The first thing that comes to mind when it comes to Furthermore, Thor is undoubtedly his formidable hammer, the Mjöllnir. The latter is able to hurl himself to unimaginable distances and return to the hands of the god regardless of the obstacles he encounters in his path.

God of War Ragnarok: Thor travels aboard a chariot pulled by two very goats. details However, it is not the only element that distinguishes the god of thunder. In fact, he also has a belt with him that makes him even stronger than he already is, the Megingjörð, as well as a pair of iron gloves, the Járngreipr, which allow him to wield the legendary hammer. Another element that is not mentioned very often is Thor's means of locomotion, that is a chariot pulled by two sensational goats, Tanngniostr and Tanngrisnr, of which the god can also eat, since every day they are able to regenerate themselves from the remains of the bones. and skin (as long as the latter remain intact).

Who was Thor to the people?

God of War Ragnarok: the god Thor was very popular due to his dual nature, capable of both creating and destroying Thanks to his physical and behavioral characteristics, Thor was one of the most loved and revered gods by the Scandinavian and Germanic populations. His association with lightning and storms made him a fearsome god, but also capable of bringing fertility and sustenance to "mere mortals".

God of War Ragnarok: Thor illustrated by Jakob Sigurðsson within a manuscript dated 1765-1766 It was often taken into consideration during rites to wish a smooth sailing or to bring the "right" rain in order to have a luxuriant harvest. It was thought that with his hammer he broke the skulls of ice giants (personification of glaciers) and rock giants (mountains covered with snow, from which avalanches fell capable of fertilizing the earth downstream).

Precisely this dichotomous nature between creation and destruction is probably the cause of his "success" as a divinity, which made him a simulacral source capable of surviving over time and through very different eras (so much so that in the English language it appears almost "weekly", since the term for Thursday, Thursday, actually derives from "Thor's day").

Thor in God of War Ragnarok

God of War Ragnarok: Kratos will face Thor's fury in the new chapter We still don't know much about how the character will be handled within the second "Norse" chapter of the successful Santa Monica Studio saga. However, we can try to imagine it already from the little information made available to us.

The God of War of 2018 presented a "secret" ending that revealed the future implication of Thor within the events that see protagonists Kratos and Atreus. Not much was shown, only a short sequence that proposed the imminent arrival of a storm and the detail of the hand of the god of thunder ready to wield the Mjöllnir, all tied perfectly in the structure in sequence shot of the title and with an almost like atmosphere. western duel (perhaps also to underline the westernization of these proto-European religious beliefs, now subjected to a new mythology and symbolism, more easily understood by the Anglocentric mass audience). This scene represents the glue that is destined to bind the two narratives, namely the fury of Thor, eager for revenge for the death of his two sons, Magni and Móði, as well as of his brother Baldr, at the hands of Kratos.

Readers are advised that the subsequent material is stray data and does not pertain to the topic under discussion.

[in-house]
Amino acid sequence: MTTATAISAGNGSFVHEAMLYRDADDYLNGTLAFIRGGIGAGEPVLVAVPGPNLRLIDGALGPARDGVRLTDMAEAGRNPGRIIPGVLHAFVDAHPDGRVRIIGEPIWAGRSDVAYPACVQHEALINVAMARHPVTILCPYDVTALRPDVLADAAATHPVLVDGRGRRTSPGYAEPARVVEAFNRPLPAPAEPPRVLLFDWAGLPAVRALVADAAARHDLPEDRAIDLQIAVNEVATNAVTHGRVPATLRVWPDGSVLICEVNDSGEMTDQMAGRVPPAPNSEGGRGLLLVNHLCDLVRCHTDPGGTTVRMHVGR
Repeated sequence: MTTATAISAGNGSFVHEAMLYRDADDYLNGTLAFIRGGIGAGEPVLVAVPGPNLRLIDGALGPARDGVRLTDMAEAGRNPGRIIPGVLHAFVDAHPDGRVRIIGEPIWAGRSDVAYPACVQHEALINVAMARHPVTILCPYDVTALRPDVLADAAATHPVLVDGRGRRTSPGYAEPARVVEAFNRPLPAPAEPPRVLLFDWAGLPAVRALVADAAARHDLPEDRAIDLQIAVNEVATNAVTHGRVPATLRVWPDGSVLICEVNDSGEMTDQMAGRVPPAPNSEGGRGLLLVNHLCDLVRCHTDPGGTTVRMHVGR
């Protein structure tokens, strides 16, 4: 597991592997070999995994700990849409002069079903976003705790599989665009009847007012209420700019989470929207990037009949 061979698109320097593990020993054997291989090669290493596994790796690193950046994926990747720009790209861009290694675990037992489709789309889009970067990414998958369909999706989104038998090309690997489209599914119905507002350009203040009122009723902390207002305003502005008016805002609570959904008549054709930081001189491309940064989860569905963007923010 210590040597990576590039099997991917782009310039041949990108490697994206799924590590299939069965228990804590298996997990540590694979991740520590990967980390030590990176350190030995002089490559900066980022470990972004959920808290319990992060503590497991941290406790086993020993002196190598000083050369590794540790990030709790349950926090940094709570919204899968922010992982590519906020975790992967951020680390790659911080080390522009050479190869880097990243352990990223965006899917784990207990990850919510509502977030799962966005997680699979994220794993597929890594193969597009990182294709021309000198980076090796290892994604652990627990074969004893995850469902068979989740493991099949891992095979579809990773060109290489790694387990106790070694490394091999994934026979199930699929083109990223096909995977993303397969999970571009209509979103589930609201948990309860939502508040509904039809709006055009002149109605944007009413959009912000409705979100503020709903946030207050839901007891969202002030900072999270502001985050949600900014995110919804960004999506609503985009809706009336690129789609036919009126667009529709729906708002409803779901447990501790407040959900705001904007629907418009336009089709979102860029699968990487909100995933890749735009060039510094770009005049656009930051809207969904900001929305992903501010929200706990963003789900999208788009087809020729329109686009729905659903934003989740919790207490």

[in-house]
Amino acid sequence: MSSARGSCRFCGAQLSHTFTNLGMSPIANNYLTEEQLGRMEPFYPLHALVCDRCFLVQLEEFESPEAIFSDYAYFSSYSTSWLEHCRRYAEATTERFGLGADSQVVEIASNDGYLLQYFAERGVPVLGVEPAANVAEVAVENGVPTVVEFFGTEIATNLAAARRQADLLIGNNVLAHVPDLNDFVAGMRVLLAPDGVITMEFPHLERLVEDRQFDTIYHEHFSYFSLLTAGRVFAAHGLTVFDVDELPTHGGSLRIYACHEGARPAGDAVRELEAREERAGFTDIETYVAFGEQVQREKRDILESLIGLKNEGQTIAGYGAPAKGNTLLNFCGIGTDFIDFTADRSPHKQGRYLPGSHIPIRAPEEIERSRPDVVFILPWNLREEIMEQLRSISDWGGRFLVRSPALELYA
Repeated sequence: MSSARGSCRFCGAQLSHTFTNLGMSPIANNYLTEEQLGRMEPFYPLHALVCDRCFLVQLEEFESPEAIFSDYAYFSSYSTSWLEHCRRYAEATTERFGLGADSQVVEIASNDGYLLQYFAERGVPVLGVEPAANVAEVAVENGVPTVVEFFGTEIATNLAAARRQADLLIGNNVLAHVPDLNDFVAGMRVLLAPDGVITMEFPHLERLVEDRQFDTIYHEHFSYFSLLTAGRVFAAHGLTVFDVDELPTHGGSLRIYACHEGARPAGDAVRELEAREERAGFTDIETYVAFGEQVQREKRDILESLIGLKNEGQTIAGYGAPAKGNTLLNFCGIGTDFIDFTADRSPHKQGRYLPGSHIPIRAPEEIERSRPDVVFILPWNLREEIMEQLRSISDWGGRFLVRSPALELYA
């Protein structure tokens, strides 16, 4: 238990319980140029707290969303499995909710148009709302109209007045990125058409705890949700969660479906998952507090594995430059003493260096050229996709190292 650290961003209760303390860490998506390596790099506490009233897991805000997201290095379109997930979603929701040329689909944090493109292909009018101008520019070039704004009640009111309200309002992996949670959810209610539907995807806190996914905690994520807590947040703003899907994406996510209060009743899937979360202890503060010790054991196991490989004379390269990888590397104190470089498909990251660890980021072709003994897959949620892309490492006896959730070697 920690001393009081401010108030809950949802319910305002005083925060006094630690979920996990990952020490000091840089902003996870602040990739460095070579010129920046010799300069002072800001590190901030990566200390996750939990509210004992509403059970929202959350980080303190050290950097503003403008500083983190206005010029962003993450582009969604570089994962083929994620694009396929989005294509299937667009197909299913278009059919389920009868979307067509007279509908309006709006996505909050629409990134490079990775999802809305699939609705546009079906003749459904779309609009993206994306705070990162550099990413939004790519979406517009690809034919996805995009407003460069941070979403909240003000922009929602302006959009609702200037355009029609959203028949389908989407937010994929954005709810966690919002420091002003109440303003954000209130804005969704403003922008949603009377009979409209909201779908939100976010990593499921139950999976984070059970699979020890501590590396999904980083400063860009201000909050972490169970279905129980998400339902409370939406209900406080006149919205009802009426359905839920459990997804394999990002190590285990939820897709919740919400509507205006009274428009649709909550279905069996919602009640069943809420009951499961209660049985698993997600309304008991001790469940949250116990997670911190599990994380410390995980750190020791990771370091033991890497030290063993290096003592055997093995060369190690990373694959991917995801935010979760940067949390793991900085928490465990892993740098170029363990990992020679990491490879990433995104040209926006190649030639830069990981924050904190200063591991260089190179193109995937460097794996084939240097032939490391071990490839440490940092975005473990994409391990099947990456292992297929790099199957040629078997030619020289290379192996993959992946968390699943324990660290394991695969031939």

God of War: Thor's character design has caused a lot of discussion Another aspect we can rely on is the character design of the god. If the color of beard and hair are faithful to tradition, robustness and physical strength have been interpreted, in this case, not in the conventional and sculptural way so dear to various figurative representations of the god (especially in the neoclassical and romantic age, which is they would find more at ease with a physicality similar to that of Kratos), as in a more unusual guise, but perhaps akin to an antagonistic recurrence of immemorial duration that tends to de-emphasize the harmony of bodily forms to enhance traits of pure and simple power, crude and, therefore, highly dangerous.

Another element that could emerge from this analysis of the little we have seen is the possible presence of Thor's legendary chariot, pulled by the goats Tanngniostr and Tanngrisnr. It is no more than mere speculation, but considering the presence of sleds, in addition to the evergreen epic nature of the clashes (so dear to the series), a highly adrenaline-fueled chase could actually take place that implies this characteristic element of the divinity that has not found too much space. in common thinking.

For now, there's not much more to add, except that behind the mighty mass of the thunder god lies the almost chameleon-like Ryan Hurst, beloved by Sons of Anarchy fans and hated by those of The Walking Dead; he too has joined the "pantheon" of actors and actresses who have landed in the current videogame panorama, which he looks at the cinema with great respect, but also with extreme (and often too selfish) interest.